On our recent visit to Ibiza, we were introduced to Laura De Grinyo, a talented ceramicist whose work takes place in the heart of the island’s wild landscape. Here, we chat to Laura about how she found her craft, and the therapeutic, almost hypnotic, quality of working with clay.
We’re in love with your ceramics and want to fill a suitcase with them before we go home. When did you realise that being a ceramicist was your destiny?
Thank you for your kind words. I have always been fascinated by ancient civilizations, crafts and ceramics that have somehow left us information about our legacy. Before working with ceramics, I had a small clothing brand made by local artisan women from Ibiza and Catalonia. But in 2017, I decided to move on from that project and focus on developing other disciplines that interested me, such as illustration, photography and artistic direction. It was in 2019 that I got my hands on clay for the first time and I fell deeply in love with the material and the tradition that goes with it.
Your Ibizan workshop looks like one of the most tranquil settings on earth. Can you tell us a bit more about your surroundings and what they bring to the creative process?
I am very thankful to be able to work where I live, right in the middle of nature and where I spent most of my life, Ibiza. Nature has always been my greatest teacher and source of inspiration. My work usually reflects my environment with its colour palette and organic textures. I feel very lucky to have grown up on this island and to be able to nurture my creative world through its nature and harmony.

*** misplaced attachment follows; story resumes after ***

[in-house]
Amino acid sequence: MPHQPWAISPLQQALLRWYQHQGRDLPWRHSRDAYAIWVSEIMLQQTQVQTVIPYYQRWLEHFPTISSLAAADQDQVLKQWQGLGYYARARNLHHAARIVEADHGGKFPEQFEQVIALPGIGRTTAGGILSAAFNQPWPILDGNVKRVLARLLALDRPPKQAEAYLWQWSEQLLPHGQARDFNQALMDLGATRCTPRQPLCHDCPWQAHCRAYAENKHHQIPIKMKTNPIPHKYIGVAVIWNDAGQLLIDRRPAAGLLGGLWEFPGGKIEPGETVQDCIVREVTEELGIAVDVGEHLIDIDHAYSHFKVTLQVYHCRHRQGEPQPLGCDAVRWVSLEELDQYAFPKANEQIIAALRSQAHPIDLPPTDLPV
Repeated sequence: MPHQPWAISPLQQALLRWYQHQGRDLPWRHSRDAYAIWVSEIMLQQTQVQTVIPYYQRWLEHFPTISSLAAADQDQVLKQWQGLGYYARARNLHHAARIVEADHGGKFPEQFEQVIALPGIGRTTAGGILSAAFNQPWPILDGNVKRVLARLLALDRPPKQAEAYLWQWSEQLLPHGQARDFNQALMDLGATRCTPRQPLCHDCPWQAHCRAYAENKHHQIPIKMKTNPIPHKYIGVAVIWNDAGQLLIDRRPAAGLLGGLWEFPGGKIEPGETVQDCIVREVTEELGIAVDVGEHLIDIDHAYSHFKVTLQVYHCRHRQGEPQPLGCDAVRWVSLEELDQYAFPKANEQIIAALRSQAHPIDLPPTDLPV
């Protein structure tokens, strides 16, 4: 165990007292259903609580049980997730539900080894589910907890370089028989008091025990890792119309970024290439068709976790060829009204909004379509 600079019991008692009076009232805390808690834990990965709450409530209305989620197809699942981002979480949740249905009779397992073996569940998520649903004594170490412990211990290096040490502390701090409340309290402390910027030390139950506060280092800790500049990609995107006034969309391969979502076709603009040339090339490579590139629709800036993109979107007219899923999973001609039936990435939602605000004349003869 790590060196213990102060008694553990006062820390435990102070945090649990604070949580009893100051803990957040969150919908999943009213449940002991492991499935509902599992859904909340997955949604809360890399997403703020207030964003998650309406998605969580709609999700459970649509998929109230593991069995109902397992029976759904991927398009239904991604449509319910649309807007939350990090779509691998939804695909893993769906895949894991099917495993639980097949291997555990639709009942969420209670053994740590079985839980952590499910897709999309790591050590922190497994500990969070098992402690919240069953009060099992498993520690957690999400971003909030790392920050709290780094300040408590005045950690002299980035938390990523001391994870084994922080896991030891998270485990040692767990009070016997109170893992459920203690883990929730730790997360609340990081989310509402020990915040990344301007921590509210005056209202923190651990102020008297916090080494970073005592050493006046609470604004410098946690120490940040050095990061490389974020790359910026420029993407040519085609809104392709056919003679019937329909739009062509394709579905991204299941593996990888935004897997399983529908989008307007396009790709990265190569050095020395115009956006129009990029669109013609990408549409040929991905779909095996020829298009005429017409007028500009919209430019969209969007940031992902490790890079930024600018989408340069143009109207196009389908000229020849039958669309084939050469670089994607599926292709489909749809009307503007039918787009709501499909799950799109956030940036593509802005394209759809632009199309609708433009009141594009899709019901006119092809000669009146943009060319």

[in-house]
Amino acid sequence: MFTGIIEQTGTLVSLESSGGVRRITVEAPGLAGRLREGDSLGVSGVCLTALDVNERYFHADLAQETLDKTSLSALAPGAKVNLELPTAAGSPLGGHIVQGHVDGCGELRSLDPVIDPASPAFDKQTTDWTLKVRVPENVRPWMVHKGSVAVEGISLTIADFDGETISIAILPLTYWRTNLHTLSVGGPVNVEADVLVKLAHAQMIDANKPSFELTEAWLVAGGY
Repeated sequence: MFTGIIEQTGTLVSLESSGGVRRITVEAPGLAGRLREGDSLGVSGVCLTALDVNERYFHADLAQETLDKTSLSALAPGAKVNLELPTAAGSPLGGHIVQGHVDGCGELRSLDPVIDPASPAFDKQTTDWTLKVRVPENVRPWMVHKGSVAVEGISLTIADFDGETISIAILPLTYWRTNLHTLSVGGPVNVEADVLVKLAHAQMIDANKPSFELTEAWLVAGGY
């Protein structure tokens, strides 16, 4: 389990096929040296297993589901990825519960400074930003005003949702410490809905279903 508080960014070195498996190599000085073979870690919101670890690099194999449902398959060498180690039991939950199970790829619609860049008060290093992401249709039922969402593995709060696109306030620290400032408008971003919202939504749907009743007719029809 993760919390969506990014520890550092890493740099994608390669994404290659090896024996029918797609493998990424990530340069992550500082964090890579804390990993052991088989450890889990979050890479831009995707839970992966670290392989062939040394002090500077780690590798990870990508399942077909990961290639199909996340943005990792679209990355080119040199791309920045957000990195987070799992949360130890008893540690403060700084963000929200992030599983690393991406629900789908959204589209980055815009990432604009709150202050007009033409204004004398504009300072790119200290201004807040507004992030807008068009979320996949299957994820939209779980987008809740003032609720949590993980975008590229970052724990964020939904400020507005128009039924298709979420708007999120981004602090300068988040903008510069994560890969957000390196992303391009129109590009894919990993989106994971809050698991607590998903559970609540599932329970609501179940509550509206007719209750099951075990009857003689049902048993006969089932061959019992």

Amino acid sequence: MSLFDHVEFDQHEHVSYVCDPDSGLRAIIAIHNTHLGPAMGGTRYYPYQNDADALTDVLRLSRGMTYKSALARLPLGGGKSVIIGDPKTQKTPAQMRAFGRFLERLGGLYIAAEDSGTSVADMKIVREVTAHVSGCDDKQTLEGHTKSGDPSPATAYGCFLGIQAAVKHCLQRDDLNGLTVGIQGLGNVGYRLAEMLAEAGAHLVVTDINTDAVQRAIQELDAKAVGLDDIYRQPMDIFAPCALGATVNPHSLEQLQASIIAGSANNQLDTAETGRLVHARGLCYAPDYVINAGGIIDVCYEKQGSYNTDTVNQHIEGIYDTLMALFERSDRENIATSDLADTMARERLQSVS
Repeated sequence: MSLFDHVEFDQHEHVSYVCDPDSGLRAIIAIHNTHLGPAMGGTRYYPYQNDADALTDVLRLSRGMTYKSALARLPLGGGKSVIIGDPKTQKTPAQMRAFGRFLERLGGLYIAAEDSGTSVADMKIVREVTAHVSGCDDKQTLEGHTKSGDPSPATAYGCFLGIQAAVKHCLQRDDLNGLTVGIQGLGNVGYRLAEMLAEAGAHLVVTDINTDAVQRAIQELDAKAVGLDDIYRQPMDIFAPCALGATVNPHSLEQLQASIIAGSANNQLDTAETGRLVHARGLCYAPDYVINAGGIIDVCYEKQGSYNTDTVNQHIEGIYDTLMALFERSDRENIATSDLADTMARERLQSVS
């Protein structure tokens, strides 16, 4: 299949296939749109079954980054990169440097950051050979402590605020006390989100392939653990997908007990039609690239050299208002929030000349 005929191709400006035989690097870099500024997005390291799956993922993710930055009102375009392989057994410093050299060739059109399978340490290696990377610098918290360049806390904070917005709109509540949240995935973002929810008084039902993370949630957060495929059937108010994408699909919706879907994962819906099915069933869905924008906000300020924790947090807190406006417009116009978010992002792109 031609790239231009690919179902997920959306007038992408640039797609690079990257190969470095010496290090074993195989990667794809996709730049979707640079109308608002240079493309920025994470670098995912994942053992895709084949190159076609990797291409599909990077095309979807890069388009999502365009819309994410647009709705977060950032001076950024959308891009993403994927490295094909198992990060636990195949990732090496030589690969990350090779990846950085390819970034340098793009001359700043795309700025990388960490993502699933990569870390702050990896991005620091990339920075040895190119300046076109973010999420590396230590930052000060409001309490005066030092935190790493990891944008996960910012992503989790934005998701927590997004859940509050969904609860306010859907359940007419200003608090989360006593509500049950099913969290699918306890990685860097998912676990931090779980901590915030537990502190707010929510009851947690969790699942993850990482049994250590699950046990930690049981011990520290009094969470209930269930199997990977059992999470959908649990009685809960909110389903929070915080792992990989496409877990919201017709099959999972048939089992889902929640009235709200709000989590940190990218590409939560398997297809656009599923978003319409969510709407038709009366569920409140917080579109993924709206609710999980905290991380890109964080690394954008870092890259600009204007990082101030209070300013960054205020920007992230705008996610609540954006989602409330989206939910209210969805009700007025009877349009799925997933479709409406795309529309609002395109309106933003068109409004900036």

Are you drawn to any season in particular?
The truth is that each season has its magic, but spring is always my favorite, full of life, colour and a true feeling of prosperity.
We’re fascinated by the process of creating pottery and the circularity of it – failings can be re-worked into successes. How have you learnt to cope with the unpredictable nature of working with clay?
My working method includes both wheel and hand-built techniques. That’s why I sometimes experience a sensation of trance when my hands dance along with the clay in a choreography marked by circularity and spirals. Sometimes you make mistakes, but you have to accept them and integrate them as part of the process. Usually, a mistake can be the inspiring starting point for a future piece.
Your work is very physical and tangible, using your hands to mould clay from the earth, yet you’re interested in the metaphysical, alchemy and frequencies, which we find intriguing – can you tell us more about how these interests intersect for you?
Indeed! I’ve always been fascinated and intrigued by natural fractals – we are surrounded by them! These go hand in hand with frequencies and the magic they create together. In ceramics, this alchemy is found in its main element, clay, and how it intersects with the other elements such as water, air and fire, the result is often unexpected but always amazing.
What part of the making process gives you the most satisfaction?
Each bit of the ceramic processes has its charm. But my favorites are wheel throwing, trimming and carving.
What advice would you give to amateur ceramicists?
I would recommend that they enjoy every moment they have with the clay to stop time and reconnect with silence and themselves. It is pure therapy and if you treat clay with respect, it teaches you a lot.
Who are the women you’re inspired by?
Antonia, a local textile artisan from Ibiza, Lucie Rie, Bárbara Hepworth, Wendy Carlos, Edith Heath, Ruth Asawa, Valentine Schlegel, Helen Frankenthaler, the list goes on!
Follow Laura on her Instagram @ladioceramics.
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